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I like to respawn a service when the service goes down. I have added it to inittab however I cannot kill it when i need to.

Is there away i can respawn a service however be able to kill it manually when i need to.

thanks in advance

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What version of Ubuntu are you running? – voretaq7 Nov 15 '12 at 21:57
up vote 2 down vote accepted

Ubuntu has switched to Upstart for its init daemon, so the best way would be to make an Upstart job file in /etc/init/. Here's an example:

description "My important service"

start on filesystem or runlevel [2345]
stop on runlevel [!2345]


exec /usr/bin/mydaemon --some-args

If this file is saved as /etc/init/myjob.conf, it will create a job that starts at boot, respawns when it dies, and can be manually stopped (as root) with stop myjob, service myjob stop, or initctl stop myjob.

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...what if he's running a pre-upstart version of Ubuntu? :) – voretaq7 Nov 15 '12 at 21:57
@voretaq7 Then he should upgrade, because the last version that didn't have Upstart was 6.06LTS (dapper), which stopped being supported in 2009 (2011 for servers). – bonsaiviking Nov 16 '12 at 12:24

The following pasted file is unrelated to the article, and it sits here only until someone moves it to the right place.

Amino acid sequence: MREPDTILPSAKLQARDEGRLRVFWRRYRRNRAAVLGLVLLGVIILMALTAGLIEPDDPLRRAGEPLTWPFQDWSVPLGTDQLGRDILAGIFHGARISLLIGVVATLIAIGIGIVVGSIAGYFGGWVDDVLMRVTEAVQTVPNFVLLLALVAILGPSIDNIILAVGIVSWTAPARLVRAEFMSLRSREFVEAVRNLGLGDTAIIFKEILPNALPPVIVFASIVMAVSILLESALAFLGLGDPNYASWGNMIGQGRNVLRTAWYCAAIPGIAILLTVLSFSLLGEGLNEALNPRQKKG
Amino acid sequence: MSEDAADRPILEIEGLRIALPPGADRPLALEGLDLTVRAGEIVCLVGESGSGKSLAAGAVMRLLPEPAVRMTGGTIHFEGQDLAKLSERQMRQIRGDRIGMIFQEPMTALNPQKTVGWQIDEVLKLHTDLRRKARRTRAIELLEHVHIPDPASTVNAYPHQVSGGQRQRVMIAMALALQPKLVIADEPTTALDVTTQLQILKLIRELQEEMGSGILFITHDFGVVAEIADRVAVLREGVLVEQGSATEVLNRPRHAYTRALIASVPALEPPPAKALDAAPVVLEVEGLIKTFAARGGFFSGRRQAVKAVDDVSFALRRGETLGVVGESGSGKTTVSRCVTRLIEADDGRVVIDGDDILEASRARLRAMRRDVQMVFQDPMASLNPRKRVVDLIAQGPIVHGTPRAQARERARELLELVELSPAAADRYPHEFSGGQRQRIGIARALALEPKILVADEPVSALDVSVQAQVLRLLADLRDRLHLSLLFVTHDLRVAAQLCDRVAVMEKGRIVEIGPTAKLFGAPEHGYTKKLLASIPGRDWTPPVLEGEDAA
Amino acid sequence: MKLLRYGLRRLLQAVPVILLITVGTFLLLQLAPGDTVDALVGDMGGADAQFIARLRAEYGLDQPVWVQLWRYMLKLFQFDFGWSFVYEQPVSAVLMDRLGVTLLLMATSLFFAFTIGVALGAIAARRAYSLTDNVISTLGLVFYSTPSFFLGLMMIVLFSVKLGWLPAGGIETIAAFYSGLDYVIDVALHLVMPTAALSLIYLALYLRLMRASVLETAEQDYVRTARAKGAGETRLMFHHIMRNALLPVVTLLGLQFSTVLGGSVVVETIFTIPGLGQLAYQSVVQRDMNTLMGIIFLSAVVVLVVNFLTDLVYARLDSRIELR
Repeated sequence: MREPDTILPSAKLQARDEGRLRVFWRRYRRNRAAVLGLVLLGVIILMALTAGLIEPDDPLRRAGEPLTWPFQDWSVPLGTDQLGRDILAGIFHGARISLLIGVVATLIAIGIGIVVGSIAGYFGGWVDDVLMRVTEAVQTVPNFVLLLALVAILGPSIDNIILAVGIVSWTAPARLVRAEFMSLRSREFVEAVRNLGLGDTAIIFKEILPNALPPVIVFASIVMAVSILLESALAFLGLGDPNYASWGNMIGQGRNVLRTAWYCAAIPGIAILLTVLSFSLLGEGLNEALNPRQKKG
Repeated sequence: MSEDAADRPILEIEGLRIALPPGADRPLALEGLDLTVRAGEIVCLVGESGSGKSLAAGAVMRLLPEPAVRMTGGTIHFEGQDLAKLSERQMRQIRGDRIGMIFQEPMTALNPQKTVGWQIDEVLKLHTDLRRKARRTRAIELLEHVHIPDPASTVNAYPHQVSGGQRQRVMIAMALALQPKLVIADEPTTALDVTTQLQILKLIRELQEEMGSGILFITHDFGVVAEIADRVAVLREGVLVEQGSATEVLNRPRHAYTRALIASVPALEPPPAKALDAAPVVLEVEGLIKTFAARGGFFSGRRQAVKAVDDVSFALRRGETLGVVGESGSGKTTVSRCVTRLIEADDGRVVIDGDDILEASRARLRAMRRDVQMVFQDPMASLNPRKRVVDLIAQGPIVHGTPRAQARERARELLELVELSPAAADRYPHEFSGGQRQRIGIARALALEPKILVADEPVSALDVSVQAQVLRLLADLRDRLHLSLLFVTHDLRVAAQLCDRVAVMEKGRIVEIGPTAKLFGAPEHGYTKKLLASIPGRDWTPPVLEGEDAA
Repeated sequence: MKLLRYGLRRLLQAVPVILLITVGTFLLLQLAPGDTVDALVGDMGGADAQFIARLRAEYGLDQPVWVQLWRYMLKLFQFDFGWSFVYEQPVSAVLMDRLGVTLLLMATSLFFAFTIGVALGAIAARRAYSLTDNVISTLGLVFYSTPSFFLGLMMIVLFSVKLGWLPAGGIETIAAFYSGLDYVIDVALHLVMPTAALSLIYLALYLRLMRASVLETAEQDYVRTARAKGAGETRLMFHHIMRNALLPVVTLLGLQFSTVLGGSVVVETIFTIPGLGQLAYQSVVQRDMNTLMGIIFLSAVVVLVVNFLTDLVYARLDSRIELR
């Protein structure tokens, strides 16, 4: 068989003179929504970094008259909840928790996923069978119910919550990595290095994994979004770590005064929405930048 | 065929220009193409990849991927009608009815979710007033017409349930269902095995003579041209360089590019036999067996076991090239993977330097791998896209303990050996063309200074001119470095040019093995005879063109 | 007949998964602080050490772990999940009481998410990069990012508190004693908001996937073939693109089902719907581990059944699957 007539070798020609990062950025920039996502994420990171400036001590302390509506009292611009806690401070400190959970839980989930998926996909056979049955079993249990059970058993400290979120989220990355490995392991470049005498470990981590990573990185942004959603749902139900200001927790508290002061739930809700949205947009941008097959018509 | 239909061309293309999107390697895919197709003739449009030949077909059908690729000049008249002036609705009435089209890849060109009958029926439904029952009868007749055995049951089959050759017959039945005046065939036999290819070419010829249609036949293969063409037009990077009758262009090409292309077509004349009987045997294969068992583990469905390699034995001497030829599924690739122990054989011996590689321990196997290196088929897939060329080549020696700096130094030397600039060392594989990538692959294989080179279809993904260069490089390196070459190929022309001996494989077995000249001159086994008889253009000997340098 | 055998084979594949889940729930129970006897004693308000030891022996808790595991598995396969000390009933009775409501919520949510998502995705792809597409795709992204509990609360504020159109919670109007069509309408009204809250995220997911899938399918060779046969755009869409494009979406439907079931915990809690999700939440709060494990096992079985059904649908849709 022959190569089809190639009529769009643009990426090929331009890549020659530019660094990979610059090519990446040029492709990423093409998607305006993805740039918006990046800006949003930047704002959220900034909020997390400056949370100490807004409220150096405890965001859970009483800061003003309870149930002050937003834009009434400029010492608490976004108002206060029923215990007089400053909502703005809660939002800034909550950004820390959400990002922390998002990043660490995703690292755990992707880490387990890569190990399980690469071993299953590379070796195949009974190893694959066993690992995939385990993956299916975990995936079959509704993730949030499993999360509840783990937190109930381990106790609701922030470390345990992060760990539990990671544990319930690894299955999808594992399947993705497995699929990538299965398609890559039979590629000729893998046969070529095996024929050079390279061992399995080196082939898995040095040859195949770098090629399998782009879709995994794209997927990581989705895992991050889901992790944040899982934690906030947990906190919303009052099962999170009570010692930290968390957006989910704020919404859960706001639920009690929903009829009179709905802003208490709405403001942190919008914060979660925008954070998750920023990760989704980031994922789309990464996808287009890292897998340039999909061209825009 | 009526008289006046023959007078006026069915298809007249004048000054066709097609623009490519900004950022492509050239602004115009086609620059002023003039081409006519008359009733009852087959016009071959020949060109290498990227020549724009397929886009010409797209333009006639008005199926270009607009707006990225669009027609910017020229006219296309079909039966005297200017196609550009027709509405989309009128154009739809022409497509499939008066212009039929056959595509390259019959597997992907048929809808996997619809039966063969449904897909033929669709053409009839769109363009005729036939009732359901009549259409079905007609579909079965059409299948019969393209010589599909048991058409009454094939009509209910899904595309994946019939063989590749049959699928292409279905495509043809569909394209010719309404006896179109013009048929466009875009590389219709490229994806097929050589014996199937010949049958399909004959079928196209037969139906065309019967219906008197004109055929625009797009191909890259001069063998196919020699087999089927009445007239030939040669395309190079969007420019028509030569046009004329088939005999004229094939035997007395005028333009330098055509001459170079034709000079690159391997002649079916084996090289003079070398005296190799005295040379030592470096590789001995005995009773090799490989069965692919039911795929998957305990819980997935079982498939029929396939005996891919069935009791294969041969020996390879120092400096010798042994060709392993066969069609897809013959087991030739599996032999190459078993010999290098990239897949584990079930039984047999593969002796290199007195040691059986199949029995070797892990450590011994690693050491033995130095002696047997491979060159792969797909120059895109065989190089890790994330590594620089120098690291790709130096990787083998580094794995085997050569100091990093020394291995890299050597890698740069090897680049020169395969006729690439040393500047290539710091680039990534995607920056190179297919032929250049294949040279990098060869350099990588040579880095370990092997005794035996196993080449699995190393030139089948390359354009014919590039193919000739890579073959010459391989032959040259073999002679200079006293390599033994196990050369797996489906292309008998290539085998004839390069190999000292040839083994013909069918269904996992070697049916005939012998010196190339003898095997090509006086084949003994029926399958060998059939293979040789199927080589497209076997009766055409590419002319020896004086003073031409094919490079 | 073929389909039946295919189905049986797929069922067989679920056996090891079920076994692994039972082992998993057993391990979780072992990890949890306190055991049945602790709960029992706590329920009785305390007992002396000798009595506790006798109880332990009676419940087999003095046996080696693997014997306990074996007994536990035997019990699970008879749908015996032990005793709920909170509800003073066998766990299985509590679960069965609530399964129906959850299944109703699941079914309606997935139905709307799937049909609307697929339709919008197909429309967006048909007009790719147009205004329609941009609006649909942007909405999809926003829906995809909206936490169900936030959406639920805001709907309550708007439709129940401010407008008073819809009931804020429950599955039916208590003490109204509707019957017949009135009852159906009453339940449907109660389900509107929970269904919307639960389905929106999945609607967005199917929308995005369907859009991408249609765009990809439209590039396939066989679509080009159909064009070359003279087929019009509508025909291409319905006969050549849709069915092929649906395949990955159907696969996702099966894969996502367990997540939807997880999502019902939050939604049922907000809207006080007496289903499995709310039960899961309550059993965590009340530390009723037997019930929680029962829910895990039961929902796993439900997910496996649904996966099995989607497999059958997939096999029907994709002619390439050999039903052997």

Prior to 10.04LTS (lucid), the Upstart directory was /etc/event.d/, but those versions are also no longer supported. Here's a handy resource for Ubuntu end-of-life dates. – bonsaiviking Nov 16 '12 at 12:33

Non-Upstart systems

Old-school use of /etc/inittab.

The basic format is


Upstart systems

Modern use of .conf files in /etc/init/:

The inittab method from above will still work.

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For completeness, one of the most common init schemes is sysvinit, which consists of scripts in /etc/init.d/, symlinked from the appropriate /etc/rc[RUNLEVEL].d/, frequently configured with update-rc.d. – bonsaiviking Nov 16 '12 at 12:28

I have tried solutions presented in previous answers, but it didn't work for my version of Teamviewer 9. The only way how to stop teamviewerd from respawning was this:

killall -9 teamviewerd

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